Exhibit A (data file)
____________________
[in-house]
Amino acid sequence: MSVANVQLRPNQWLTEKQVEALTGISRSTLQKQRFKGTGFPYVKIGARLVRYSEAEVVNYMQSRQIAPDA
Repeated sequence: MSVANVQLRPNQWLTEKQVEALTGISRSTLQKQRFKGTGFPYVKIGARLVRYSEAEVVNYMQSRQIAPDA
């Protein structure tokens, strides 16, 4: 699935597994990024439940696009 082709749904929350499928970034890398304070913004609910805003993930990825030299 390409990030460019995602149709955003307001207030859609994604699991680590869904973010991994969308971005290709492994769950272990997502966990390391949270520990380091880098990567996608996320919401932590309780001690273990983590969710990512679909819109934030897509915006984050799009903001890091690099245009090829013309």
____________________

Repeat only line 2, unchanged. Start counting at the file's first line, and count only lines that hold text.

Amino acid sequence: MSVANVQLRPNQWLTEKQVEALTGISRSTLQKQRFKGTGFPYVKIGARLVRYSEAEVVNYMQSRQIAPDA